22 July 2013

Getting bigger, faster, stronger

Senior CJ Wynings (l) and sophomore Kyler Norquist part ways on an agility drill
Not long after the softball bats and track hurdles had been put away for summer storage, Tiger athletes turned their attention to their 2013-14 seasons.

Under the direction of strength and conditioning coach Scott Meier and coaches Brad Albano and Shane Wyandt, the four-day a week summer training camp opened its doors for business the week after graduation.

The camp runs through the first week in August interrupted only by the Minnesota High School League 'no contact' period the first week in July..

"Summer is a critical time for high school athletes," Meier said. "Even though there are summer league for some sports, this is really everyone's 'off-season'. It's really the most important time for improvement as far as strength and conditioning is concerned."

More than 200 student athletes in grades nine through 12 have taken part in the training camp this summer, a number than Meier said has increased gradually over the past couple of years.

"We started the training camp in 2000 and we seemed to peak around 2005," Meier said. "After that we hit a plateau but the last couple of years we've seen some nice increases in participation."

Meier said the 90-minute sessions stress weight lifting (one hour) and half an hour of what he terms JAQS training which stresses Jumping, Agility, Quickness and Speed. Two days a week the non-weight training session consists of a "brutal recess" where the participants work with such unique training partners as tractor tires and sandbags.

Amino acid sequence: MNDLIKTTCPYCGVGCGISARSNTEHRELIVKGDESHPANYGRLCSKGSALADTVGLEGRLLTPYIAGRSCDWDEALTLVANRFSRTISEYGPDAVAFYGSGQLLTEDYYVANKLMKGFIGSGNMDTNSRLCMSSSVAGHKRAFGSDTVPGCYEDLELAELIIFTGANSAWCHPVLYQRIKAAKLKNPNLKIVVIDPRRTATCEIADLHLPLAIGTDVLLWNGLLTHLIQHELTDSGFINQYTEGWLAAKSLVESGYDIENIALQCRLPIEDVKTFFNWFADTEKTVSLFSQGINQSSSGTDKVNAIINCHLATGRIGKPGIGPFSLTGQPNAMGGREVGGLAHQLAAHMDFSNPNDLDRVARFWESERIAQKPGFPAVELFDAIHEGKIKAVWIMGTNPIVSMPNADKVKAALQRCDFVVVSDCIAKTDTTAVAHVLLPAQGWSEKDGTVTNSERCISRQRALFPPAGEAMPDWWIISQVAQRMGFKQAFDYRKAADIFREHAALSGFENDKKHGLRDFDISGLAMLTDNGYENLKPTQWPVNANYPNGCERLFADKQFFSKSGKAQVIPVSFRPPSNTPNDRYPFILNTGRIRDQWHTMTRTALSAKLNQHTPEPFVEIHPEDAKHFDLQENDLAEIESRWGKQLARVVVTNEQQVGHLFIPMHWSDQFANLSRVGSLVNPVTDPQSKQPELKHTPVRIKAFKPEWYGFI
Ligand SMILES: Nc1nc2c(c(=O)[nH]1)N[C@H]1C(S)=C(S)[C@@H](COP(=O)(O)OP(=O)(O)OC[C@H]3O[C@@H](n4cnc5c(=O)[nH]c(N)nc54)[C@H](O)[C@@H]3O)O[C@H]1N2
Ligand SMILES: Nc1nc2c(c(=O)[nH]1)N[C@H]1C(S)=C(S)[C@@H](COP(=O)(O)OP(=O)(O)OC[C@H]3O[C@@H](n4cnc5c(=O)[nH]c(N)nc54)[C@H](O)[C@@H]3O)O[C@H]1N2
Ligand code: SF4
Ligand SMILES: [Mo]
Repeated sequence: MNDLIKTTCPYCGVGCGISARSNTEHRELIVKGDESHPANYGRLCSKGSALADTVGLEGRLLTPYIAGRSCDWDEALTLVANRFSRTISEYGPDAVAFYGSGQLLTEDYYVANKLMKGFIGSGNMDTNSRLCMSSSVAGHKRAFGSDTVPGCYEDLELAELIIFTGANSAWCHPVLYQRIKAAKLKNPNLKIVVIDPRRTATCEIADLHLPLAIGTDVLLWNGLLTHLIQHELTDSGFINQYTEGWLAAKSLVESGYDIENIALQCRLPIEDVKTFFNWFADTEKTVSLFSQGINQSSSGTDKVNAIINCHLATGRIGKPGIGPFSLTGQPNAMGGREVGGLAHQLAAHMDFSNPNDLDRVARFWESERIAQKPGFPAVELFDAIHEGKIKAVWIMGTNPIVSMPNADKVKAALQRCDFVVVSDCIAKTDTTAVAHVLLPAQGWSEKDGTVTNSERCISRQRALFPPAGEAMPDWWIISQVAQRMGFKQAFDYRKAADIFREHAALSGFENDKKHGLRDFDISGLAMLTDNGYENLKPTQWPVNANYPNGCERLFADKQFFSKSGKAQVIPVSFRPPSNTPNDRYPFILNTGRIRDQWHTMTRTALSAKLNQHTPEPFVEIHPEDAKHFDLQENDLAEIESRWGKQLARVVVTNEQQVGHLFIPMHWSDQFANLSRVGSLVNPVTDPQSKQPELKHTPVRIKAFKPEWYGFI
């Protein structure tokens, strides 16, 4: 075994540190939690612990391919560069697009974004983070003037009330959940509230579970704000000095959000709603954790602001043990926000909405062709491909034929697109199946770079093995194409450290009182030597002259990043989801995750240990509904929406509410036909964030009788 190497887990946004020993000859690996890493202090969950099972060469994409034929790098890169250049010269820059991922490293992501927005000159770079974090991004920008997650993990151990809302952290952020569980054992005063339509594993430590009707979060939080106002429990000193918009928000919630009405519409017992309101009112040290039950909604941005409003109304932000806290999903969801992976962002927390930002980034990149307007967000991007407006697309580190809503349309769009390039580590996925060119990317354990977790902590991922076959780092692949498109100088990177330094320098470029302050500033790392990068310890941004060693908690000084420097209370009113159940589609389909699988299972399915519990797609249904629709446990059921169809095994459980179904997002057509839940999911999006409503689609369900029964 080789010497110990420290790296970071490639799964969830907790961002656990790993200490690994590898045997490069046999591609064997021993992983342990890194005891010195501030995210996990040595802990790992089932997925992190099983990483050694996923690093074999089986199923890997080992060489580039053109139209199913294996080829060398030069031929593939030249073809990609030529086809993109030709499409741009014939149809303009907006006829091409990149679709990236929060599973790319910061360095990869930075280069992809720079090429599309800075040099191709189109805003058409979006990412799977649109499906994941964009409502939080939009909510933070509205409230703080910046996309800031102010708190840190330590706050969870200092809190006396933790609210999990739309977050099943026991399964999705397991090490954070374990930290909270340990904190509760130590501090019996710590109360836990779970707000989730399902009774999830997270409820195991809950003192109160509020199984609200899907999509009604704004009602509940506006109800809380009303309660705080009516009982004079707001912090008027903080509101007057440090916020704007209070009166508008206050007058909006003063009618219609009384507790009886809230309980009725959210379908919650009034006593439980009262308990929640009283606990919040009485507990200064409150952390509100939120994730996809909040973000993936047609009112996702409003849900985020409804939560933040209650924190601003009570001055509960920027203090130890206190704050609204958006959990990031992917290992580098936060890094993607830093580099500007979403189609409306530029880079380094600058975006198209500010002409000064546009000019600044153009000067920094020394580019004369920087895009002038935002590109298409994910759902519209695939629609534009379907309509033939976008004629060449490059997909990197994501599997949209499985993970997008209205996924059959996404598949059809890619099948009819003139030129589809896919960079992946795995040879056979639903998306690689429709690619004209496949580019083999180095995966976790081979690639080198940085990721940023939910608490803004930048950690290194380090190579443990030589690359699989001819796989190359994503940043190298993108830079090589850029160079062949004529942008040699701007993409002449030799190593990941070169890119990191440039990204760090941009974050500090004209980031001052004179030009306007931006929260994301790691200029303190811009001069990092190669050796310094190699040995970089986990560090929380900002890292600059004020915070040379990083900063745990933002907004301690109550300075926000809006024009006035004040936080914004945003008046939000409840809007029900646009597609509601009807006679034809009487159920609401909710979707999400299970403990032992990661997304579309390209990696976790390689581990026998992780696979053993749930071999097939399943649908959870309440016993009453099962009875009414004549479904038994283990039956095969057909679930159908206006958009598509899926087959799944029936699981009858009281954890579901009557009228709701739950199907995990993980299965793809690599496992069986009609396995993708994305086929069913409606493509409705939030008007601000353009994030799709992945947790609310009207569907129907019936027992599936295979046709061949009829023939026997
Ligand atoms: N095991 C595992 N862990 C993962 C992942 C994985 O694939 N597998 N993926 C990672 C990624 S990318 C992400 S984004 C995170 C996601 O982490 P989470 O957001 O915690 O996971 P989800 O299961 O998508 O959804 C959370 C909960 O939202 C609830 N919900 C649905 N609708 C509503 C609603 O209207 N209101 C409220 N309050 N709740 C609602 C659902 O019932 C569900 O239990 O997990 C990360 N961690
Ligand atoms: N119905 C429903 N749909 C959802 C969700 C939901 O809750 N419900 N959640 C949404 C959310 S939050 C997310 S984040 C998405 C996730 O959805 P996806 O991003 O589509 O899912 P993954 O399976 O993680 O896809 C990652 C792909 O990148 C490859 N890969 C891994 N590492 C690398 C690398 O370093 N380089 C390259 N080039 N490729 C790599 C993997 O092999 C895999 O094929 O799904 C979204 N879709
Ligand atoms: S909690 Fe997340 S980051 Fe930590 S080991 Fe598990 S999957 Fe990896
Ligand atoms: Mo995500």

"It's fun but it's a lot of work," Meier said.

Senior Nick Ruark gets up close and personal with a a jump rope at the 2013 training camp
Of the 200 training camp attendees this summer about 50 percent come from the ninth and tenth grades. Meier also noted that the 2013 camp has also followed a recent upward trend in female participation.

Meir said he is anxious to see what effect the results of the camp will have on the performance of Tiger athletes in the fall. One good indicator will be the results from the annual Ironman competition held the first day of football practice.

The Ironman is a seven-event (40-yard dash, vertical jump, shuttle drill, tire flip, bench press, squat and clean) and over the past couple of  seasons some of the results, especially in the weights, have trended in a downward direction.

"We've seen a lot of big increases as far as lift numbers from last spring to now," he said. "I would expect the Ironman numbers to be up this year."

All in favor raise your left hand